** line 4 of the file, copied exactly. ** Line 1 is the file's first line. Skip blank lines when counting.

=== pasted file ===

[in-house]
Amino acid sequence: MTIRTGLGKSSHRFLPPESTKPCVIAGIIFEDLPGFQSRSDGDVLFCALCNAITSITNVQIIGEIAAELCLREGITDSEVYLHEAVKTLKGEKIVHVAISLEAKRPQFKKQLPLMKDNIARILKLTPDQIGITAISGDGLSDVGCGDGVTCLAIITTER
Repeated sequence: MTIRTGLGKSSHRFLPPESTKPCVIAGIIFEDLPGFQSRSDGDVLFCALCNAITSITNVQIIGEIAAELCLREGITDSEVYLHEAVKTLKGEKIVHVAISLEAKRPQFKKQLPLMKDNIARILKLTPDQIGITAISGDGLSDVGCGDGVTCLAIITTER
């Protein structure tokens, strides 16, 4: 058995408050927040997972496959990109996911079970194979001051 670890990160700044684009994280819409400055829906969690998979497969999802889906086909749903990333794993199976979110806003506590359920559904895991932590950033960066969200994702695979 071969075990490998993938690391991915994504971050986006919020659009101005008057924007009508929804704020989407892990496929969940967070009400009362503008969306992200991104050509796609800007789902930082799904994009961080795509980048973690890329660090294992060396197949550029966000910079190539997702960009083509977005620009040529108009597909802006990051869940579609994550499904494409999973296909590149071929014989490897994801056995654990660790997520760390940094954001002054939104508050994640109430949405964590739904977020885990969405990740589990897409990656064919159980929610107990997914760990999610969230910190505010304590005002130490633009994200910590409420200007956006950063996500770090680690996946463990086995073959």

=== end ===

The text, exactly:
């Protein structure tokens, strides 16, 4: 058995408050927040997972496959990109996911079970194979001051 670890990160700044684009994280819409400055829906969690998979497969999802889906086909749903990333794993199976979110806003506590359920559904895991932590950033960066969200994702695979 071969075990490998993938690391991915994504971050986006919020659009101005008057924007009508929804704020989407892990496929969940967070009400009362503008969306992200991104050509796609800007789902930082799904994009961080795509980048973690890329660090294992060396197949550029966000910079190539997702960009083509977005620009040529108009597909802006990051869940579609994550499904494409999973296909590149071929014989490897994801056995654990660790997520760390940094954001002054939104508050994640109430949405964590739904977020885990969405990740589990897409990656064919159980929610107990997914760990999610969230910190505010304590005002130490633009994200910590409420200007956006950063996500770090680690996946463990086995073959």